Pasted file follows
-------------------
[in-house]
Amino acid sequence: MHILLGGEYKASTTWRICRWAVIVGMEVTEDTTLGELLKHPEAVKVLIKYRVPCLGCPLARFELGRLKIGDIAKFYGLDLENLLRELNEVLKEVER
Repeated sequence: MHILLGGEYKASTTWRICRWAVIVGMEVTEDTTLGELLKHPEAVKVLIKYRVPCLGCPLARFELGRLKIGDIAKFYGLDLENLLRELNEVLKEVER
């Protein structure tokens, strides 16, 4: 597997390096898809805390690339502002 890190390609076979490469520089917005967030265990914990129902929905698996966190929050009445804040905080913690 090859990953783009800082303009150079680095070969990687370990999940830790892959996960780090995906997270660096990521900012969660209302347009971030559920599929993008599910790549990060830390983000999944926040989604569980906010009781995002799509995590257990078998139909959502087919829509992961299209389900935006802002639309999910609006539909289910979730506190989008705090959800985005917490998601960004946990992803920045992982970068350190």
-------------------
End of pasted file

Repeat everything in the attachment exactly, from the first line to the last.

[in-house]
Amino acid sequence: MHILLGGEYKASTTWRICRWAVIVGMEVTEDTTLGELLKHPEAVKVLIKYRVPCLGCPLARFELGRLKIGDIAKFYGLDLENLLRELNEVLKEVER
Repeated sequence: MHILLGGEYKASTTWRICRWAVIVGMEVTEDTTLGELLKHPEAVKVLIKYRVPCLGCPLARFELGRLKIGDIAKFYGLDLENLLRELNEVLKEVER
């Protein structure tokens, strides 16, 4: 597997390096898809805390690339502002 890190390609076979490469520089917005967030265990914990129902929905698996966190929050009445804040905080913690 090859990953783009800082303009150079680095070969990687370990999940830790892959996960780090995906997270660096990521900012969660209302347009971030559920599929993008599910790549990060830390983000999944926040989604569980906010009781995002799509995590257990078998139909959502087919829509992961299209389900935006802002639309999910609006539909289910979730506190989008705090959800985005917490998601960004946990992803920045992982970068350190």